The virtues of AI aren't always guaranteed Google's CEO warns.
Google Chief Executive Sundar Pichai sees the benefits of artificial intelligence but is also calling for regulation of the technology in a new Financial Times editorial.
The leader of the world's largest Internet search company called AI one of the "most promising" new technologies to shape our lives and pointed to work Google has been doing with AI including helping doctors spot breast cancer, provide real-time hyperlocal forecasts of rainfall and reduce flight delays among other things.
The good that AI brings isn't guaranteed
Nevertheless Pichai warned the virtures of AI aren't a guarantee.
"Internal combustion engines allowed people to travel beyond their own areas but also caused more accidents. The internet made it possible to connect with anyone and get information from anywhere, but also easier for misinformation to spread," wrote the Google CEO in the editorial.
"These lessons teach us that we need to be clear-eyed about what could go wrong. There are real concerns about the potential negative consequences of AI, from deepfakes to nefarious uses of facial recognition. While there is already some work being done to address these concerns, there will inevitably be more challenges ahead that no one company or industry can solve alone."
Regulation is a must
Pichai said it's a good step in the right direction that the EU and U.S. are working to develop regulatory proposals governing AI, noting that international alignment is necessary to create global standards. At the same time, the executive said everyone has to be on the same page about their core values.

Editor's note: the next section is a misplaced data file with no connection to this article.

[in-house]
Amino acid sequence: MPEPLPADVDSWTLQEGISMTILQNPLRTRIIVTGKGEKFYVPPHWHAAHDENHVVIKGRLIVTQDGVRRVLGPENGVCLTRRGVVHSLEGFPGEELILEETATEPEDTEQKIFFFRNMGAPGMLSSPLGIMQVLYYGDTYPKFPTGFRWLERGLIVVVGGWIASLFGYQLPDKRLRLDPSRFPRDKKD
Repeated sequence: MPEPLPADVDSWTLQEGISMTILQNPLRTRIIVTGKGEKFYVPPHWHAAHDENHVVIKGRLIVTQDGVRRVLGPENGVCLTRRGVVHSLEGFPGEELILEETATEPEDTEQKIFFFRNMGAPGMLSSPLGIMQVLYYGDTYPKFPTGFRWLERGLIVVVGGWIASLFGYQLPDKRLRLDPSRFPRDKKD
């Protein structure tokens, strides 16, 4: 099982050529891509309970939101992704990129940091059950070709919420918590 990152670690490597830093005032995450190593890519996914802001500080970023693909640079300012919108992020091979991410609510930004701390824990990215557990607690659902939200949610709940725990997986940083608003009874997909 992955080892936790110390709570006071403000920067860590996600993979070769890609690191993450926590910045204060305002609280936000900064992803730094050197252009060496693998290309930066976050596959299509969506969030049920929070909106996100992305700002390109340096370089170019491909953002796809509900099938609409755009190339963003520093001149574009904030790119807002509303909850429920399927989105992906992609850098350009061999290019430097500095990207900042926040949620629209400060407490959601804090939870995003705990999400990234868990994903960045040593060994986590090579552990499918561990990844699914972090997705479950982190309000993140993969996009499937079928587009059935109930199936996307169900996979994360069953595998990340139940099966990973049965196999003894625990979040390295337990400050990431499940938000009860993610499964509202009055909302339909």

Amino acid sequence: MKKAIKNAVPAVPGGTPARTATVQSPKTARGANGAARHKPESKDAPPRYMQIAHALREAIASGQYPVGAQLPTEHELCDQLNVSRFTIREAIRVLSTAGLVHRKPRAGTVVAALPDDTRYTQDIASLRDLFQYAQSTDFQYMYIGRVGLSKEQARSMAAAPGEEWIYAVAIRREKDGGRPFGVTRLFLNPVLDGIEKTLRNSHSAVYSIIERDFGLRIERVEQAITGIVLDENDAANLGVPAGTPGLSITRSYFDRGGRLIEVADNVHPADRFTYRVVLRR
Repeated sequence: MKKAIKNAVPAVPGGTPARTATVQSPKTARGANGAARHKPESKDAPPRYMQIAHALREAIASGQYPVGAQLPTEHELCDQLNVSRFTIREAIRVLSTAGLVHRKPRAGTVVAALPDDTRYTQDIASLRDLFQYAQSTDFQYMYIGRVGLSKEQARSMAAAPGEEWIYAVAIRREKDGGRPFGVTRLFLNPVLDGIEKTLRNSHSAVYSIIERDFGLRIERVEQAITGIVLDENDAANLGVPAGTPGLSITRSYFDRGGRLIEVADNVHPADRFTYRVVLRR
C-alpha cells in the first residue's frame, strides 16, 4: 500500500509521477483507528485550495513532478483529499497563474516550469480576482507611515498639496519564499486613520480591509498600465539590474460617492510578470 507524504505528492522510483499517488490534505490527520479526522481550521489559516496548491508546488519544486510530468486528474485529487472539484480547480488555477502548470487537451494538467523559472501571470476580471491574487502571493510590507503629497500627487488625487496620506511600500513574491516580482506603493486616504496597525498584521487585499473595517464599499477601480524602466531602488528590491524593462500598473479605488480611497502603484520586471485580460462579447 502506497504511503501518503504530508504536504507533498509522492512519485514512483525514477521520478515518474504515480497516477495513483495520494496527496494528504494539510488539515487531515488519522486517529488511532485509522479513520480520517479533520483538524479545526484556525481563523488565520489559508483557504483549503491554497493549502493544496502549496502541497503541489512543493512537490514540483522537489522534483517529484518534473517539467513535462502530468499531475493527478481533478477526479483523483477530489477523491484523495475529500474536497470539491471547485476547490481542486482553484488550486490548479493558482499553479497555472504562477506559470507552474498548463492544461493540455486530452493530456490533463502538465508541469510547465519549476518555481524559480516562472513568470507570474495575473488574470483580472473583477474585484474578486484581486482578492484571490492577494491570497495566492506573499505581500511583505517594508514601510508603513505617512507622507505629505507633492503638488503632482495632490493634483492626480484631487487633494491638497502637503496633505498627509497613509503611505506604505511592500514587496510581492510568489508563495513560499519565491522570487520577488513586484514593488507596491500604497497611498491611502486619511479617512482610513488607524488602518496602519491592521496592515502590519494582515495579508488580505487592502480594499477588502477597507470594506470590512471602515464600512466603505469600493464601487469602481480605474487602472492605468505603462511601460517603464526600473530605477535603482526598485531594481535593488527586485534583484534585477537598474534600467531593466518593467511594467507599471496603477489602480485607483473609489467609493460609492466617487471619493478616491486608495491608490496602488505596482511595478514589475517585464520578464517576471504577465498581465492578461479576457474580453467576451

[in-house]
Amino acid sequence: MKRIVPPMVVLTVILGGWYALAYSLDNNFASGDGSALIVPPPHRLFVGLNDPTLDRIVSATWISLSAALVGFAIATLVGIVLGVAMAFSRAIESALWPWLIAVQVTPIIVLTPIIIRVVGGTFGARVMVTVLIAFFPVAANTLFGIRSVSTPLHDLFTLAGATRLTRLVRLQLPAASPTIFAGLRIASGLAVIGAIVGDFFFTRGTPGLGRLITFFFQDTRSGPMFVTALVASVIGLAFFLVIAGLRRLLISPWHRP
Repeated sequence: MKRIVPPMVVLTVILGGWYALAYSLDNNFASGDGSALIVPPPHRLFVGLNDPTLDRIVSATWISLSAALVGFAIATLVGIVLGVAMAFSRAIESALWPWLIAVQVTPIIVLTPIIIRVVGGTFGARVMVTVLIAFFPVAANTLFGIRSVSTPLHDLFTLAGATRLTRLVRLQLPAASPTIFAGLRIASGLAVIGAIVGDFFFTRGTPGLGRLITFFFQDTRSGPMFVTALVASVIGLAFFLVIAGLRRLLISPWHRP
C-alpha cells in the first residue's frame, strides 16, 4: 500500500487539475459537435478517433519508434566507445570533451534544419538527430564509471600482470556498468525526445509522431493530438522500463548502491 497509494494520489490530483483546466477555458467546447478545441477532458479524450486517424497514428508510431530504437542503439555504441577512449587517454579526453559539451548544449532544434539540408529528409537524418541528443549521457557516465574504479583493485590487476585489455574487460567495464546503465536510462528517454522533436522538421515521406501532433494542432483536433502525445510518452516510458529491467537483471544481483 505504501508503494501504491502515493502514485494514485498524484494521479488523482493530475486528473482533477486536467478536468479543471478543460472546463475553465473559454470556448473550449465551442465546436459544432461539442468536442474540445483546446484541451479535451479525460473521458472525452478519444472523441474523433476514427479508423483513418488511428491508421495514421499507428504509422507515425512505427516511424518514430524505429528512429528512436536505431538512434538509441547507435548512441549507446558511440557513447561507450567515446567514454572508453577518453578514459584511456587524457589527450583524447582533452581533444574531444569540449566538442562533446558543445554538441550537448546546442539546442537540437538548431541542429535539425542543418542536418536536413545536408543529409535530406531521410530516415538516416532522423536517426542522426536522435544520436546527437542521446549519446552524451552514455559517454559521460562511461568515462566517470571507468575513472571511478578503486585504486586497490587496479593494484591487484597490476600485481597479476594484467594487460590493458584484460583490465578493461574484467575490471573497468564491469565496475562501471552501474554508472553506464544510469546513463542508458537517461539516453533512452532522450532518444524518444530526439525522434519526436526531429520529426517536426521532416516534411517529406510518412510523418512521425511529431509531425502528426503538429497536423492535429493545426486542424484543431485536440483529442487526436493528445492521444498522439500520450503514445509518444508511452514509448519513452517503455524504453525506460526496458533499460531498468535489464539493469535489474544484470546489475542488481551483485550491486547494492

Companies like Google can't build technology and let market forces decide how it is used. They also have to develop technology that's used for good and is accessible to everyone not just a few, he said.
"Now there is no question in my mind that artificial intelligence needs to be regulated. It is too important not to. The only question is how to approach it," wrote Pichai, noting that Google published its own AI principles in 2018 to help guide ethical development and use of AI and has created tools to put the principles in action. That includes testing AI decisions to ensure they are fair and conducting independent human rights assessments of its new AI-based products.
Government will play a big role in regulating AI
Still government regulation will play a big role in safeguarding society from the downside of AI. Pichai pointed to the General Data Protection Regulation that's on the books in Europe as serving as a foundation.
"Good regulatory frameworks will consider safety, explainability, fairness, and accountability to ensure we develop the right tools in the right ways. Sensible regulation must also take a proportionate approach, balancing potential harms, especially in high-risk areas, with social opportunities," he wrote.